"The Coronavirus has already slashed some of our business," said Jeremy Wladis who manages three Upper West Side restaurants.

Wladis says sales have dropped off in the last two weeks at each of them, Harvest Kitchen, Brad’s Burgers and BBQ and Good Enough to Eat.

“At Good Enough To Eat which is a 39-year-old farm to table, famous for its brunch, we’ve already seen a drop in tourists,” Wladis explained, “particularly the Asian tourism market has really seemed to slow down.”

Wladis said he’s also noticed more locals walking by Harvest Kitchen with groceries, rather than stopping in.

"People are starting to think twice about doing the fun things,” said Wladis.

He wants people to know though, his staff is taking extra health-safety precautions, including sanitizing their hands and washing them more frequently.

Building maintenance workers are stepping up their cleaning protocols as well. Midboro Management sent out an email to all 12,000 apartment in the more than 100 buildings it runs telling tenants about the steps its taking that include wiping down elevator buttons at least twice a day and staff cleaning door handles and common-area surfaces at every shift change.

“We’ve been monitoring CDC websites,” said Michael Wolfe who runs Midboro Management. He said, Midboro staff is prepared for the worst case scenario and residents should prepare, too.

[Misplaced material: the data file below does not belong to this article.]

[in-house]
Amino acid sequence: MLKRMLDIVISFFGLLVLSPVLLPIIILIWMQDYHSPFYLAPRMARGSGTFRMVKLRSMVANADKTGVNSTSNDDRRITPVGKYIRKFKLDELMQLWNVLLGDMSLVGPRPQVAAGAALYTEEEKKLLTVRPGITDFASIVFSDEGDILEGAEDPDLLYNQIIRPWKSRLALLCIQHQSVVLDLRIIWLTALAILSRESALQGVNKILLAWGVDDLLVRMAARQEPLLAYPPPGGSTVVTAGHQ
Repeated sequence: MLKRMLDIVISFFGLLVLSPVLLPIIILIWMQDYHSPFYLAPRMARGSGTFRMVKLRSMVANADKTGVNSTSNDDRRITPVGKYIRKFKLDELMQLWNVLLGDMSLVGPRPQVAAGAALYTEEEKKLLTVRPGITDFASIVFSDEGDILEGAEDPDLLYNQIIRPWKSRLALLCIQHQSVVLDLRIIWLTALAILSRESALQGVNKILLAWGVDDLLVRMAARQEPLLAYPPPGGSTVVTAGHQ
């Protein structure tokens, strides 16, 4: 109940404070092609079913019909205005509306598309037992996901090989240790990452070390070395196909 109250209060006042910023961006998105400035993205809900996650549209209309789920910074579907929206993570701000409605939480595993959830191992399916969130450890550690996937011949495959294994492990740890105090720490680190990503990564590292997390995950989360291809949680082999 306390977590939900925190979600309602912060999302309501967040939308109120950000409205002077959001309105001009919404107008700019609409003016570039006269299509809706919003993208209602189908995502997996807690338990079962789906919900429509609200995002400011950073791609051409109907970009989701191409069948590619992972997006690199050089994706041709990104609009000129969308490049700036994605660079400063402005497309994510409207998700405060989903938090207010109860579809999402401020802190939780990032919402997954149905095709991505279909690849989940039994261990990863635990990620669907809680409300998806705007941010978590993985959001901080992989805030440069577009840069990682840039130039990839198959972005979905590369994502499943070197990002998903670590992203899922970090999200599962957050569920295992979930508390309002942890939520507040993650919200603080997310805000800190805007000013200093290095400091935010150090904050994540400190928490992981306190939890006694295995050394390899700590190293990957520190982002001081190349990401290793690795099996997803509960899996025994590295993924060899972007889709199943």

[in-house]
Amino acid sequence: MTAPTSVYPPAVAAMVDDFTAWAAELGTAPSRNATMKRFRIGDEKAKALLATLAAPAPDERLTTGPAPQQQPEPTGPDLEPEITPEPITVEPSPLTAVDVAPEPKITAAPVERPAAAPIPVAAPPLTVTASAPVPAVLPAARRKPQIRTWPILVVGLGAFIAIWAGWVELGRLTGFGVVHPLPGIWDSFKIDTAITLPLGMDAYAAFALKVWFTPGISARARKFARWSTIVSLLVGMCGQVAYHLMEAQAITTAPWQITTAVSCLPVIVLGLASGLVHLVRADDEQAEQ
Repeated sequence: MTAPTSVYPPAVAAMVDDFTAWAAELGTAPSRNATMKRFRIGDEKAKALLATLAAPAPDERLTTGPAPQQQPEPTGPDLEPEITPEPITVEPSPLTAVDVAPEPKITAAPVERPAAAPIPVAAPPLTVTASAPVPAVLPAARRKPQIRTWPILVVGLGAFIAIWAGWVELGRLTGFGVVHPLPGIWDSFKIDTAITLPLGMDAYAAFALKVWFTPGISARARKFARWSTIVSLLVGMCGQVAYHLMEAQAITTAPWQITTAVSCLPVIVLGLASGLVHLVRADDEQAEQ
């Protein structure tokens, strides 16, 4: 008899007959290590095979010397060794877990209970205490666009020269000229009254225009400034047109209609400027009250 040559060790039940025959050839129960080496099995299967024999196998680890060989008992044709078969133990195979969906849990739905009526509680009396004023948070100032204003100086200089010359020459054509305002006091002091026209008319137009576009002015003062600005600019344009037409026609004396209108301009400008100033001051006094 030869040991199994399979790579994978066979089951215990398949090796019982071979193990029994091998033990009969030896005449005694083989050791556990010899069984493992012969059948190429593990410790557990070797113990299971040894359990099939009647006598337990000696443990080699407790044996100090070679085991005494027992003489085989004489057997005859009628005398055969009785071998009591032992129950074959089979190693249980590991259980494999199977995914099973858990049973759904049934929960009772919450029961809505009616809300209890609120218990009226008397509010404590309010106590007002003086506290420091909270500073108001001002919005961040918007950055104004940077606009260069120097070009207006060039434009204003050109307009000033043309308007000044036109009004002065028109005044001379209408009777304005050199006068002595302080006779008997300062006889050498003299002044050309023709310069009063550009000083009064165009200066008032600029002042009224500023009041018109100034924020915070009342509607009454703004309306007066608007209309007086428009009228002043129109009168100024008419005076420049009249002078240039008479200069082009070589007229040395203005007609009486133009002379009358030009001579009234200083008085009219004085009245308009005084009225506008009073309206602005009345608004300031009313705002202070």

“We might not get enough staff to monitor the building and keep things functioning the way they normally do. So, we may ask for volunteers in the building to either pull garbage out the street, maybe stay in the lobby for security purposes, maybe even help with garbage collection on each floor clean the building,” said Wolfe.

“We want our clients coming in from outside not to bring germs in,” said Sania Vucetaj of Sania’s Brow Bar.

Sania’s Brow Bar now asks clients to wash their hands when they come in and not enter at all if they feel ill.

Vucetaj emailed her clients letting them know, “even if they have sniffles, whatever, it should be, cold, flu systems, reschedule,” Vucetaj told NY1, “protect yourselves, protect us from getting other people sick because that’s how it spreads.”

Practices that make sense at any time, but especially now.